Image Credits

All screenshots taken by author, June 2023

10 Tips In Link Building And Content Marketing

Visit our #SEJThinkTank archive to listen to other SEJ Marketing ThinkTank webinars.

For many in the SEO profession, the hardest part of optimizing sites for search isn’t the technical aspects of code – it’s the ongoing struggle to consistently obtain relevant, authoritative links. Sure, it may be tempting to take shortcuts, but SEO professionals who see the big picture have the opportunity to combine a mix of art and science to get great links the natural way.

This is done through savvy content marketing and promotion – what can also be called “real marketing”. An ongoing marketing and promotion machine that can create great pieces of content which resonate with viewers and accomplish a goal (usually information that reinforces a product or brand) can be the holy grail of SEO.

Great content gets shared, plain and simple, and in a world of constant, insatiable content consumption with millions of publishers vying for attention, the quality of said content needs to constantly improve.

Today, I am going to discuss some current trends in content marketing, for use both in creating real value for the user but also for the very important secondary role of link building.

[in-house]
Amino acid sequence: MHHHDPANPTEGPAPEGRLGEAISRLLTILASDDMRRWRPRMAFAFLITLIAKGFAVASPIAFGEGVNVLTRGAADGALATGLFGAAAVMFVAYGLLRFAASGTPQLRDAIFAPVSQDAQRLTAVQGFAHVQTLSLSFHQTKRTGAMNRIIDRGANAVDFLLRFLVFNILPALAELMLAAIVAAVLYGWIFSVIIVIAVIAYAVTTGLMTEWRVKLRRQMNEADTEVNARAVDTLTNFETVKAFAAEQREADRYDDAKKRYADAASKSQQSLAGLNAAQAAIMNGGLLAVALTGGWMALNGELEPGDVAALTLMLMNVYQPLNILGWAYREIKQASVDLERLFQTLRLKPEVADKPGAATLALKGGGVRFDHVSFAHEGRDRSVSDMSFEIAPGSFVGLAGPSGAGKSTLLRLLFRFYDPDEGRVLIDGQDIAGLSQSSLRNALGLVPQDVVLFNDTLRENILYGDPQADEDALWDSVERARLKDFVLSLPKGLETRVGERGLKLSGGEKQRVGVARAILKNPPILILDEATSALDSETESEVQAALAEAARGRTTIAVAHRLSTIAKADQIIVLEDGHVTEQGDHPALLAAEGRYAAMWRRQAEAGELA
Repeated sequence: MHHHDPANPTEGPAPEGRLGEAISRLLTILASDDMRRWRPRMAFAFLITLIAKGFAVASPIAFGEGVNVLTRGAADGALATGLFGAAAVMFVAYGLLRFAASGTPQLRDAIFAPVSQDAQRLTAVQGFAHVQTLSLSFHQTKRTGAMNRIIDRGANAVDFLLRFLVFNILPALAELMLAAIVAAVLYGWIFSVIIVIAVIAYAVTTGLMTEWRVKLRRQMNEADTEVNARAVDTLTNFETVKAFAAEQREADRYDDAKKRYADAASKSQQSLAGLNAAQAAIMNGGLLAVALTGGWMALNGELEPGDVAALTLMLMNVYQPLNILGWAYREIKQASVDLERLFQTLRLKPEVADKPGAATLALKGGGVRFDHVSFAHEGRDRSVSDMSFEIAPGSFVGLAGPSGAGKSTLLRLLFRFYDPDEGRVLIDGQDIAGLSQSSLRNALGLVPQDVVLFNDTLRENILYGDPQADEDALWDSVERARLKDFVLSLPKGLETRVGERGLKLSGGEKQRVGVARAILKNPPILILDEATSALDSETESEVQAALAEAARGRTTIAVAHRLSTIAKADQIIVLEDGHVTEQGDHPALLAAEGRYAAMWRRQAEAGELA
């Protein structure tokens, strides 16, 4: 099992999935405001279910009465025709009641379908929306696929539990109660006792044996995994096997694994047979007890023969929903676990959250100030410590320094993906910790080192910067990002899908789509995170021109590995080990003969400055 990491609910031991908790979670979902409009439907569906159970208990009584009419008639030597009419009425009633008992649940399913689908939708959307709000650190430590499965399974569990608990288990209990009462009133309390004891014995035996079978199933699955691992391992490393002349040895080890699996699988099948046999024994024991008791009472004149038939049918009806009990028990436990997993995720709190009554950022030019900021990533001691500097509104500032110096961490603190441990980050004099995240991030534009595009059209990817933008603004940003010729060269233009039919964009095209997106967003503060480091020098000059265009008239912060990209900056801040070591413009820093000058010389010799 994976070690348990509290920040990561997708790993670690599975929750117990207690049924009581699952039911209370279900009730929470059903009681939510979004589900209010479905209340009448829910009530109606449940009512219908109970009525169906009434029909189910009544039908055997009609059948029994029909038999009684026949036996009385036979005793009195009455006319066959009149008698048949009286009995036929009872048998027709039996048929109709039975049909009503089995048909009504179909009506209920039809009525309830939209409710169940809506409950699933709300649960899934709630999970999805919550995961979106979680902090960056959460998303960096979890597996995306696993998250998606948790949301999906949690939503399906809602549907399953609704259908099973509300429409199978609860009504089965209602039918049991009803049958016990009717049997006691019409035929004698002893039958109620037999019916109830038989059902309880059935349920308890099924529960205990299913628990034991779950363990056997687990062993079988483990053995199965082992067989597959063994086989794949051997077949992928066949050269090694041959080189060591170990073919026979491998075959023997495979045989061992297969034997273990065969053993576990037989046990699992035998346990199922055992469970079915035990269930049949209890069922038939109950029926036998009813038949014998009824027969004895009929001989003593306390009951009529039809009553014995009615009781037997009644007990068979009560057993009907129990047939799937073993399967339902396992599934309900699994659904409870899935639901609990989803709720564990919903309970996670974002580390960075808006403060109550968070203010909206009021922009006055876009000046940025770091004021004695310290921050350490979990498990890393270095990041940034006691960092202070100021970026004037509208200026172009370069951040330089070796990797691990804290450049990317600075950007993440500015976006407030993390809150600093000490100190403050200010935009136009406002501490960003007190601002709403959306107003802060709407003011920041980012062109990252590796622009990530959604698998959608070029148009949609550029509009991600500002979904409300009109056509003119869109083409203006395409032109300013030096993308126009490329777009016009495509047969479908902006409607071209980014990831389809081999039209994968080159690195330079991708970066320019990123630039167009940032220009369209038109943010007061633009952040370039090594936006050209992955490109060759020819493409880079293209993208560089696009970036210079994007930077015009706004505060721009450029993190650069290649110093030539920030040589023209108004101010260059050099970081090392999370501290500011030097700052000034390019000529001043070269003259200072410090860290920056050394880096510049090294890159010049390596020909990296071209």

Let’s jump in and learn more about how in-depth your content marketing efforts should be.

Building Super Links with Content Syndication

Everyone processes content in a different way. For the B2C crowd, you’ll find they are very dependent on blog posts to get links and traction. B2B, on the other hand, is more successful with eBook promotions. In determining what kinds of content to assemble, it’s best to look at the big picture. Think about your audience and the type of content they’re going to want to consume.

eBooks: Still a great format used mainly in lead-generation style businesses. Usually an eBook promo will get you an email address which you can use to continue the conversation.

Blog Posts: Great for breaking down thoughts and chapters of an eBook into more actionable steps (eBooks are full of nuggets that at times get lost). Many eBooks actually start as a series of blog posts that gets assembled later on.

Infographics: These still get a lot of love! The web is a visual medium with a short attention span. Compared to an article, a well-done infographic contains a ton of value not only in its content but in the process of creation – bloggers in particular are quick to share them.